Staying Current
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Staying Current

Understanding how relays work can help counter pros select an appropriate replacement – even without a catalog.


Relays tend to cause some confusion for many customers, as well as for many counter pros. The wide variety of relay configurations, applications and uses can make selection difficult, especially when catalog information is unavailable or incomplete. Understanding how relays work and “reading” the relay’s printed schematic can help ensure that you get the appropriate relay – even without the aid of catalog listings or interchanges.

Relays are used throughout the vehicle’s electrical systems, allowing low-current switches to control higher-current components. Think of all the small-gauge wiring circuits found throughout a modern vehicle, and then consider the high-current loads that these circuits control. Electric motors, solenoids and incandescent lighting all draw considerable power, but many of their control circuits rely on relays to isolate and switch the high and low current flows. 

A relay jumper can test a relay’s function in a fuse panel.

A relay is an electromechanical switch that uses a magnetic field to “pull” a set of contacts together, making or breaking a circuit. It is divided into two halves: a “control” circuit with a magnetic coil and a “load” circuit that contains the contacts that make up the switching mechanism. On the control side, when current flows through the coil, a magnetic field is created, pulling the armature away from one contact to the other, completing a circuit on the “load” side of the relay. 

The wide variety of relay configurations, applications and uses can make selection difficult.

Depending on the type of relay, the number of pins and its internal construction, it may open or close a circuit feeding one or more components. The most common types of relays are known as ISO relays, and come in two sizes. The ISO mini relay is an approximately 1-inch cube, with either four or five numbered pins arranged in a standardized “cross” pattern. The ISO micro relay is approximately half the size of the ISO mini relay, with its pins arranged in a sort of “T” pattern. Both work in the same manner.


Internal Connections

The diagram printed on the side of the relay will show you the internal connections between each numbered pin of the relay. Pins 85 and 86 make up the “control” circuit, with the coil in between. Pins 30, 87 and 87a comprise the “load” circuit, which contains the switch. The broken line between the two circuits represents the “action” of the magnetic coil. A relay schematic will always show the circuit “at rest” or de-energized. At rest, pin 87 is normally open (NO), and if present, pin 87a is normally closed (NC). Pin 30 is known as the “common” terminal, usually a fused 12-volt supply.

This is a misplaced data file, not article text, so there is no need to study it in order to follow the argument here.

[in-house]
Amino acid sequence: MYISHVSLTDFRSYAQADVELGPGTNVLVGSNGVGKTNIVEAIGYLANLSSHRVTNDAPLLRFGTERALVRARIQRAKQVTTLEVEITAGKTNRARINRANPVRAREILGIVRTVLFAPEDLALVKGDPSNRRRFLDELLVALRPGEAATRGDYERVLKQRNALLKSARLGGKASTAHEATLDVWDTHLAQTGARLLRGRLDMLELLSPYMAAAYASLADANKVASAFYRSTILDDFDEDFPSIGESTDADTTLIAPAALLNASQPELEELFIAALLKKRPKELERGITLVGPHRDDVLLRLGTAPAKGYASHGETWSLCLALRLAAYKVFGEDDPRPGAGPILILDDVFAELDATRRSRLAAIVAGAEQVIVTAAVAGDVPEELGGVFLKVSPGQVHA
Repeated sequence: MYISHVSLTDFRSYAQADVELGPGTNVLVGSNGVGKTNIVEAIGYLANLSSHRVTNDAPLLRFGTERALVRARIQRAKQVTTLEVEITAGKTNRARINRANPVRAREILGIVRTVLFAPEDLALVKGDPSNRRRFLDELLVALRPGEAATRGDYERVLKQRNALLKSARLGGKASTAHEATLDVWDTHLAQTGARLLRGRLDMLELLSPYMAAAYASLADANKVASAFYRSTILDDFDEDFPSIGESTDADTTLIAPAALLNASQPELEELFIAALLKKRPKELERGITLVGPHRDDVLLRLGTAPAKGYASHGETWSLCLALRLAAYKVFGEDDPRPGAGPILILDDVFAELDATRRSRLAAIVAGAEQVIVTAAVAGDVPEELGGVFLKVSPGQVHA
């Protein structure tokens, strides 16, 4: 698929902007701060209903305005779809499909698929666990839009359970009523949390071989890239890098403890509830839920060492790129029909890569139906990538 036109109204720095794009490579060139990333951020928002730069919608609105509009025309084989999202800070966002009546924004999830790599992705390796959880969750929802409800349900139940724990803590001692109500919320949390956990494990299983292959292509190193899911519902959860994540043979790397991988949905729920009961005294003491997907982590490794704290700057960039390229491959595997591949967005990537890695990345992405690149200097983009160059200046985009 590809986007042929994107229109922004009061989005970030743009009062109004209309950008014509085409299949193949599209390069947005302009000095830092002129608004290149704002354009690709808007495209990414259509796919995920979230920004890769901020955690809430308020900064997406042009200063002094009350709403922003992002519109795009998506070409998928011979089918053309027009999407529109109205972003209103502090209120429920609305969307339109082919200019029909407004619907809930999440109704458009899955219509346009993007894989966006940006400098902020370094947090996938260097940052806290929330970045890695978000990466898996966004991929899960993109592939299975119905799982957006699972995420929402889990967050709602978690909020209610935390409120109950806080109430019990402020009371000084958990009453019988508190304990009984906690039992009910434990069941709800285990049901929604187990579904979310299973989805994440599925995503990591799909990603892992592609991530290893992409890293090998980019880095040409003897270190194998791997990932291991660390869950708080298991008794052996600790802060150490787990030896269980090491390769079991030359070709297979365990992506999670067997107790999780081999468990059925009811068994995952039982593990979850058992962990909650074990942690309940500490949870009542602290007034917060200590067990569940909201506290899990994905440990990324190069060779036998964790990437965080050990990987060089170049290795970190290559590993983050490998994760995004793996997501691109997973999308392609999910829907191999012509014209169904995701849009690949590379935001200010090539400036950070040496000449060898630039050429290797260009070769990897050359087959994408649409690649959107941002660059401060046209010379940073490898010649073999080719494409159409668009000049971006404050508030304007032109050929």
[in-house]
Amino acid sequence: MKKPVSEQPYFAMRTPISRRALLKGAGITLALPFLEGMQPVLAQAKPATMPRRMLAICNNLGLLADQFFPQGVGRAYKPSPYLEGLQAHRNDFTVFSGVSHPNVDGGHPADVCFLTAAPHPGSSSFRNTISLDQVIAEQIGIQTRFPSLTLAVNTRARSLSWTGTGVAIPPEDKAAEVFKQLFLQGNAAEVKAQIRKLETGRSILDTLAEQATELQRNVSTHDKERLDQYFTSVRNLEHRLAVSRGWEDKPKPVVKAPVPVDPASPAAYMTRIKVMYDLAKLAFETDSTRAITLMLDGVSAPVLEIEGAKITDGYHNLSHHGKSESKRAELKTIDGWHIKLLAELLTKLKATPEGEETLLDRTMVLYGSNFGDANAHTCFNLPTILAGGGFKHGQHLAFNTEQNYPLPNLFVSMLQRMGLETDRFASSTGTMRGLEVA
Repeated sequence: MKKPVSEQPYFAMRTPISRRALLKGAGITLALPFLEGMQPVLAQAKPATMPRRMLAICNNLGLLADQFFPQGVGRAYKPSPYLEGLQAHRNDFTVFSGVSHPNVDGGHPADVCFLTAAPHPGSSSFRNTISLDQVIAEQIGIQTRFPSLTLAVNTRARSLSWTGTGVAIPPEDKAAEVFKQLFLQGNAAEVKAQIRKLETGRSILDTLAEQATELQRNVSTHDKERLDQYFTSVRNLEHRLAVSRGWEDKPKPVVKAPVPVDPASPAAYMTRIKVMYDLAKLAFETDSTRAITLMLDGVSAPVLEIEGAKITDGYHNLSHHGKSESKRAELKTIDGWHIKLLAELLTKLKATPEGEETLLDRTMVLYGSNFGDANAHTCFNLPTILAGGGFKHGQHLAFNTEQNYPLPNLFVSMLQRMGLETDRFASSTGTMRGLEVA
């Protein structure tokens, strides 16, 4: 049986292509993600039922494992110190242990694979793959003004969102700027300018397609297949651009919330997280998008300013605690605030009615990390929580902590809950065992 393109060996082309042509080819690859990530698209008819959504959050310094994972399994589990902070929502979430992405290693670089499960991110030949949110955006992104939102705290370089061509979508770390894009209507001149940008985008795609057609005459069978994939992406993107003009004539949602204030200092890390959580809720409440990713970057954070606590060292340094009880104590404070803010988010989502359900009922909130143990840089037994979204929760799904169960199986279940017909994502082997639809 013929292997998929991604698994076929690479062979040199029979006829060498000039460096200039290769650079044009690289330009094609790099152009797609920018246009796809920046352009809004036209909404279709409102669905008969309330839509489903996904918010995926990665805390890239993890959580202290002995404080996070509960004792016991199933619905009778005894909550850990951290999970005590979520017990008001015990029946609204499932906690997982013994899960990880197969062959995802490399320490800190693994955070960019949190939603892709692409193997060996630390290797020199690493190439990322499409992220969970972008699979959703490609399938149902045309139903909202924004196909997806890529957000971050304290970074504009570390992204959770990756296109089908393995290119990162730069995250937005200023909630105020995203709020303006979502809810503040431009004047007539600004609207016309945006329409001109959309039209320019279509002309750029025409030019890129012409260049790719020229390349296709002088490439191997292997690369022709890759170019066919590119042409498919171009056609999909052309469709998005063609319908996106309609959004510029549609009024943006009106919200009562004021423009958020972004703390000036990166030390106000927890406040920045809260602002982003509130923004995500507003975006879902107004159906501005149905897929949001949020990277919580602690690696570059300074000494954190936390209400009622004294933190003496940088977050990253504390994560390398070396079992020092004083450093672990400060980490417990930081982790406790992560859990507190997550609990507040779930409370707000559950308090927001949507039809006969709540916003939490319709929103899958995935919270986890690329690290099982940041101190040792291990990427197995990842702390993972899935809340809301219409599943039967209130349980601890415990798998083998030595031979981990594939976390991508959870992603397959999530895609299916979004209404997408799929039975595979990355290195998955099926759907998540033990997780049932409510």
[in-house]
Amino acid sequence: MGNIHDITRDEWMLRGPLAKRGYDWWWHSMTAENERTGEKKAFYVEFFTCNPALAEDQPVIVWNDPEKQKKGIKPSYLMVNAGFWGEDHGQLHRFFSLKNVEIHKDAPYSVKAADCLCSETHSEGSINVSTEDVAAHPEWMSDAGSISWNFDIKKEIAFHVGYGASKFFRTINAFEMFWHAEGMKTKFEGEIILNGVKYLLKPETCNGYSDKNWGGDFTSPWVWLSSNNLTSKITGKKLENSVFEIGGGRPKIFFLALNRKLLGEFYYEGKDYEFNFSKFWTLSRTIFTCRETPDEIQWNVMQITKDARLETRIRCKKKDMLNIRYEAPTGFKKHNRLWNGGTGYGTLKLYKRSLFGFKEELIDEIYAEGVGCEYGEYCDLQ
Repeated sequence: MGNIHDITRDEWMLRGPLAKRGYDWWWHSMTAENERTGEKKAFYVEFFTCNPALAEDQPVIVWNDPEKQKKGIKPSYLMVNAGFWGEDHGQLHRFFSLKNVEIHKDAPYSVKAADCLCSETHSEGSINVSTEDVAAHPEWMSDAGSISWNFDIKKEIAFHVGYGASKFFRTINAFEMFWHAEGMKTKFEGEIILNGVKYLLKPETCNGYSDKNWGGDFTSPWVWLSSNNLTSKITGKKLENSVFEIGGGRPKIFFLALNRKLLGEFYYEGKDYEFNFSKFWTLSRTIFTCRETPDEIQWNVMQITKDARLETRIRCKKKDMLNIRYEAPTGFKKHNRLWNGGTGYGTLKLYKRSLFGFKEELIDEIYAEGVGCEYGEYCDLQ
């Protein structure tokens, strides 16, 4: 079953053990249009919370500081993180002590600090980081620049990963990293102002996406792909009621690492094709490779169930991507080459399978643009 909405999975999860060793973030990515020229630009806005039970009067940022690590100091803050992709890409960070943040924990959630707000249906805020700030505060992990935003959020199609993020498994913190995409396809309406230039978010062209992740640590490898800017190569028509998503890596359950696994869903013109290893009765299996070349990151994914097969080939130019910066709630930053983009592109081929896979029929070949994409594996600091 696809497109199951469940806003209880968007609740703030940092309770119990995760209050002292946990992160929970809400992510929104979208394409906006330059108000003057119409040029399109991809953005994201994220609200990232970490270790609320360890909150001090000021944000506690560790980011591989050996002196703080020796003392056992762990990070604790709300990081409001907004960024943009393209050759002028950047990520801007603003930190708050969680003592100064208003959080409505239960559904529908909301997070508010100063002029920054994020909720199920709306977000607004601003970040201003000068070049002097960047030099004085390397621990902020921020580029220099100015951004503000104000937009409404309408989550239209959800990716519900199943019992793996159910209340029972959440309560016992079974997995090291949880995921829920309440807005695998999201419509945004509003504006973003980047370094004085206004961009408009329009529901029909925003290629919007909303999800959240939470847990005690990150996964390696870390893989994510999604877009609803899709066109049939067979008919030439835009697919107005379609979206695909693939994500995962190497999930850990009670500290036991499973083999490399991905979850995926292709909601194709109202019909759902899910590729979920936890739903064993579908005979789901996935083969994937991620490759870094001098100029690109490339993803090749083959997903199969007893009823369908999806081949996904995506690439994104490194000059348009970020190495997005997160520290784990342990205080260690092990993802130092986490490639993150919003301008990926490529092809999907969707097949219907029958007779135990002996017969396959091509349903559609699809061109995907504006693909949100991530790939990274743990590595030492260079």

There are many tools to test relays and circuits. Many tools will enable you to test both the control and power sides of the circuit.

Also included in the diagram are the voltage and amperage rating and (if we’re lucky) a usable part number to reference. Some relays also include a resistor or diode, which helps prevent back-feeding of voltage and damage to sensitive electronics. Although it’s recommended that the 12-volt supply be connected to pin 85, pins 85 and 86 can be wired without worrying about polarity, unless a diode is present. In diode-equipped relays, the 12-volt supply must be connected to pin 86 to prevent diode damage.

Numbering System

ISO micro relay pins are numbered 1 through 5. Their functions are as follows:

  • No. 1 and No. 2: control/coil circuit (same as 85 and 86)         
  • No. 3: common (same as 30)  
  • No. 4: normally closed (NC), same as 87a             
  • No. 5: normally open (NO), same as 87

When a direct catalog lookup or OEM interchange is unavailable, comparing the pin layout and the schematic can help you find a suitable replacement from your shelf stock. When substituting relays, be extremely careful to match pin numbering and location between the original and replacement relays. ISO mini relays may be of the type “A” or type “B” design, with the 30- and 86-pin locations reversed. Using the wrong relay can cause circuit and relay damage! If the customer’s original ISO relay is a four-pin design (also known as a “make-and-break” relay), a five-pin “changeover” relay may be substituted, providing that the fifth pin is not connected to anything. In many fuse boxes, when a four-pin relay is used, there still is an empty cavity in the “87a” position. If the cavity has a terminal installed, DO NOT attempt to install a five-pin relay!

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